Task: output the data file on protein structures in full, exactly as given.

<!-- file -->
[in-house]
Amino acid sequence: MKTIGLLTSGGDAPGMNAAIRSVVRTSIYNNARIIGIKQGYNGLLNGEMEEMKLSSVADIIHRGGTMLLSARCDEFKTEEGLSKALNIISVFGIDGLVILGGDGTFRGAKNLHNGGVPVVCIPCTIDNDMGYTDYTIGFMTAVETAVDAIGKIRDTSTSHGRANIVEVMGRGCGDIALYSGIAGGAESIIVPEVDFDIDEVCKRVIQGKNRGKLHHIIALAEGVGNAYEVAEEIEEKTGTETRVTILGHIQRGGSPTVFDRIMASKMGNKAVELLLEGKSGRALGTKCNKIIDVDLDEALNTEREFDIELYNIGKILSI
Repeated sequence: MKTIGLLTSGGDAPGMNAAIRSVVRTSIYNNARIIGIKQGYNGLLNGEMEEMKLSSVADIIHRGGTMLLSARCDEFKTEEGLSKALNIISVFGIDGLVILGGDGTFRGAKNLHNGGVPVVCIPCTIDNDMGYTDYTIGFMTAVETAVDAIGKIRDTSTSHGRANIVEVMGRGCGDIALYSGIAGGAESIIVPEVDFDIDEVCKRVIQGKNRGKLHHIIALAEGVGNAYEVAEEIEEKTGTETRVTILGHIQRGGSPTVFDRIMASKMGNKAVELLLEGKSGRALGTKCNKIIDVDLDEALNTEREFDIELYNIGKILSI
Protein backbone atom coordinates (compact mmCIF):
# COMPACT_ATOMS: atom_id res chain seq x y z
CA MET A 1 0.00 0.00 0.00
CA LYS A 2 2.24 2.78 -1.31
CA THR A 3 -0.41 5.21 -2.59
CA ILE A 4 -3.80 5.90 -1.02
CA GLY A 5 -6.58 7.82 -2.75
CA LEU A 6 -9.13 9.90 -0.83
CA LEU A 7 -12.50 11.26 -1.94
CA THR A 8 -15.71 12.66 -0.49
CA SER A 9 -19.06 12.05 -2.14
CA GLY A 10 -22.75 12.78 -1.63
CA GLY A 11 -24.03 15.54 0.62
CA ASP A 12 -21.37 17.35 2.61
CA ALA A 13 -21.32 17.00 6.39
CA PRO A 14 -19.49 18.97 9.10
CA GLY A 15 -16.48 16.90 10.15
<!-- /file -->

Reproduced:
[in-house]
Amino acid sequence: MKTIGLLTSGGDAPGMNAAIRSVVRTSIYNNARIIGIKQGYNGLLNGEMEEMKLSSVADIIHRGGTMLLSARCDEFKTEEGLSKALNIISVFGIDGLVILGGDGTFRGAKNLHNGGVPVVCIPCTIDNDMGYTDYTIGFMTAVETAVDAIGKIRDTSTSHGRANIVEVMGRGCGDIALYSGIAGGAESIIVPEVDFDIDEVCKRVIQGKNRGKLHHIIALAEGVGNAYEVAEEIEEKTGTETRVTILGHIQRGGSPTVFDRIMASKMGNKAVELLLEGKSGRALGTKCNKIIDVDLDEALNTEREFDIELYNIGKILSI
Repeated sequence: MKTIGLLTSGGDAPGMNAAIRSVVRTSIYNNARIIGIKQGYNGLLNGEMEEMKLSSVADIIHRGGTMLLSARCDEFKTEEGLSKALNIISVFGIDGLVILGGDGTFRGAKNLHNGGVPVVCIPCTIDNDMGYTDYTIGFMTAVETAVDAIGKIRDTSTSHGRANIVEVMGRGCGDIALYSGIAGGAESIIVPEVDFDIDEVCKRVIQGKNRGKLHHIIALAEGVGNAYEVAEEIEEKTGTETRVTILGHIQRGGSPTVFDRIMASKMGNKAVELLLEGKSGRALGTKCNKIIDVDLDEALNTEREFDIELYNIGKILSI
Protein backbone atom coordinates (compact mmCIF):
# COMPACT_ATOMS: atom_id res chain seq x y z
CA MET A 1 0.00 0.00 0.00
CA LYS A 2 2.24 2.78 -1.31
CA THR A 3 -0.41 5.21 -2.59
CA ILE A 4 -3.80 5.90 -1.02
CA GLY A 5 -6.58 7.82 -2.75
CA LEU A 6 -9.13 9.90 -0.83
CA LEU A 7 -12.50 11.26 -1.94
CA THR A 8 -15.71 12.66 -0.49
CA SER A 9 -19.06 12.05 -2.14
CA GLY A 10 -22.75 12.78 -1.63
CA GLY A 11 -24.03 15.54 0.62
CA ASP A 12 -21.37 17.35 2.61
CA ALA A 13 -21.32 17.00 6.39
CA PRO A 14 -19.49 18.97 9.10
CA GLY A 15 -16.48 16.90 10.15